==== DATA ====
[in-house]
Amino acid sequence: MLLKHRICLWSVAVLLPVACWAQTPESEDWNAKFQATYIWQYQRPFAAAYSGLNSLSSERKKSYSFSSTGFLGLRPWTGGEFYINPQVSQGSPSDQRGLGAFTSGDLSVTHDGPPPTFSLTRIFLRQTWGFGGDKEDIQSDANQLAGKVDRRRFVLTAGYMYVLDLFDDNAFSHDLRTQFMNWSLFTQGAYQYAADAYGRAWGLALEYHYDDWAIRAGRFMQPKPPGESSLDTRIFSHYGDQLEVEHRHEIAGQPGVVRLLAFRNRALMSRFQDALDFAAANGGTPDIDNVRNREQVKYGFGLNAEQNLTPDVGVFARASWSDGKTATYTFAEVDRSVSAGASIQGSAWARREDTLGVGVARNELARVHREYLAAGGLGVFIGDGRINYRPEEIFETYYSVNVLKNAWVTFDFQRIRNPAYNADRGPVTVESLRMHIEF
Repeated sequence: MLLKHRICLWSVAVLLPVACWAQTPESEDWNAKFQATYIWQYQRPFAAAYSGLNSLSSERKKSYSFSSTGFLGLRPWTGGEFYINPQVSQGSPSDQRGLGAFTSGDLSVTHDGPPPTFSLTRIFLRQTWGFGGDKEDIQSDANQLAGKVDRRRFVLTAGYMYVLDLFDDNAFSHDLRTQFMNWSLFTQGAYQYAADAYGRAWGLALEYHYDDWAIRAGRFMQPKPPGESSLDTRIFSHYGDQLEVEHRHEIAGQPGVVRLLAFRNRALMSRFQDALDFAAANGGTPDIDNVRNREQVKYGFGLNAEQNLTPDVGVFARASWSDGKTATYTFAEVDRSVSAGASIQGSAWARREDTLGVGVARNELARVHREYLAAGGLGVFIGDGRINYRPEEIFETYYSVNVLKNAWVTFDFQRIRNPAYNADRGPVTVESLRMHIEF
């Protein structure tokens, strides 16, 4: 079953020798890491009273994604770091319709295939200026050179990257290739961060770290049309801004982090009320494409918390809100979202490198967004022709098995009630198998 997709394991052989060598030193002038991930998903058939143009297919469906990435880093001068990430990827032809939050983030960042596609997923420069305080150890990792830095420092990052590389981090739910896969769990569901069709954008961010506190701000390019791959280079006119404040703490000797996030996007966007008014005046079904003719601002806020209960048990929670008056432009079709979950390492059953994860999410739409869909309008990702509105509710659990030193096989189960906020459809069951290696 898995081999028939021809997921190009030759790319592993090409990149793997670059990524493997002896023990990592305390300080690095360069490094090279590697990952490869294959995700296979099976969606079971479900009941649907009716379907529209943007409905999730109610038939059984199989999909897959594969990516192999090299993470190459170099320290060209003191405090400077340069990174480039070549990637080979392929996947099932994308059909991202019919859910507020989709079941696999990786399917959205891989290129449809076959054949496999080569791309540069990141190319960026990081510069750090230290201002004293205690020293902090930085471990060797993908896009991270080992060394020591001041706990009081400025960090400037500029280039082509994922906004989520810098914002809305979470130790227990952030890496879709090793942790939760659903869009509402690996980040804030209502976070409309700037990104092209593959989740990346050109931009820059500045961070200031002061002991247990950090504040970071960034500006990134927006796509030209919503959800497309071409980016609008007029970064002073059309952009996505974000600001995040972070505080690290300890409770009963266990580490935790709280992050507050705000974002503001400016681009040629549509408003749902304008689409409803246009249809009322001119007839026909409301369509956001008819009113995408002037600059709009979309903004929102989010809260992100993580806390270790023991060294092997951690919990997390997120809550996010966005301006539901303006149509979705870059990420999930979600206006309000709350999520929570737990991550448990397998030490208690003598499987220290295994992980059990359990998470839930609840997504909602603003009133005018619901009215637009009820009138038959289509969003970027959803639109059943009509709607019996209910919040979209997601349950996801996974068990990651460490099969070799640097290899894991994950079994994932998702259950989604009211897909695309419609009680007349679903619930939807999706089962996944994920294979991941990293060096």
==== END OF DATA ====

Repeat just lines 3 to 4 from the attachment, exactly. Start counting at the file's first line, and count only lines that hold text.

Repeated sequence: MLLKHRICLWSVAVLLPVACWAQTPESEDWNAKFQATYIWQYQRPFAAAYSGLNSLSSERKKSYSFSSTGFLGLRPWTGGEFYINPQVSQGSPSDQRGLGAFTSGDLSVTHDGPPPTFSLTRIFLRQTWGFGGDKEDIQSDANQLAGKVDRRRFVLTAGYMYVLDLFDDNAFSHDLRTQFMNWSLFTQGAYQYAADAYGRAWGLALEYHYDDWAIRAGRFMQPKPPGESSLDTRIFSHYGDQLEVEHRHEIAGQPGVVRLLAFRNRALMSRFQDALDFAAANGGTPDIDNVRNREQVKYGFGLNAEQNLTPDVGVFARASWSDGKTATYTFAEVDRSVSAGASIQGSAWARREDTLGVGVARNELARVHREYLAAGGLGVFIGDGRINYRPEEIFETYYSVNVLKNAWVTFDFQRIRNPAYNADRGPVTVESLRMHIEF
């Protein structure tokens, strides 16, 4: 079953020798890491009273994604770091319709295939200026050179990257290739961060770290049309801004982090009320494409918390809100979202490198967004022709098995009630198998 997709394991052989060598030193002038991930998903058939143009297919469906990435880093001068990430990827032809939050983030960042596609997923420069305080150890990792830095420092990052590389981090739910896969769990569901069709954008961010506190701000390019791959280079006119404040703490000797996030996007966007008014005046079904003719601002806020209960048990929670008056432009079709979950390492059953994860999410739409869909309008990702509105509710659990030193096989189960906020459809069951290696 898995081999028939021809997921190009030759790319592993090409990149793997670059990524493997002896023990990592305390300080690095360069490094090279590697990952490869294959995700296979099976969606079971479900009941649907009716379907529209943007409905999730109610038939059984199989999909897959594969990516192999090299993470190459170099320290060209003191405090400077340069990174480039070549990637080979392929996947099932994308059909991202019919859910507020989709079941696999990786399917959205891989290129449809076959054949496999080569791309540069990141190319960026990081510069750090230290201002004293205690020293902090930085471990060797993908896009991270080992060394020591001041706990009081400025960090400037500029280039082509994922906004989520810098914002809305979470130790227990952030890496879709090793942790939760659903869009509402690996980040804030209502976070409309700037990104092209593959989740990346050109931009820059500045961070200031002061002991247990950090504040970071960034500006990134927006796509030209919503959800497309071409980016609008007029970064002073059309952009996505974000600001995040972070505080690290300890409770009963266990580490935790709280992050507050705000974002503001400016681009040629549509408003749902304008689409409803246009249809009322001119007839026909409301369509956001008819009113995408002037600059709009979309903004929102989010809260992100993580806390270790023991060294092997951690919990997390997120809550996010966005301006539901303006149509979705870059990420999930979600206006309000709350999520929570737990991550448990397998030490208690003598499987220290295994992980059990359990998470839930609840997504909602603003009133005018619901009215637009009820009138038959289509969003970027959803639109059943009509709607019996209910919040979209997601349950996801996974068990990651460490099969070799640097290899894991994950079994994932998702259950989604009211897909695309419609009680007349679903619930939807999706089962996944994920294979991941990293060096």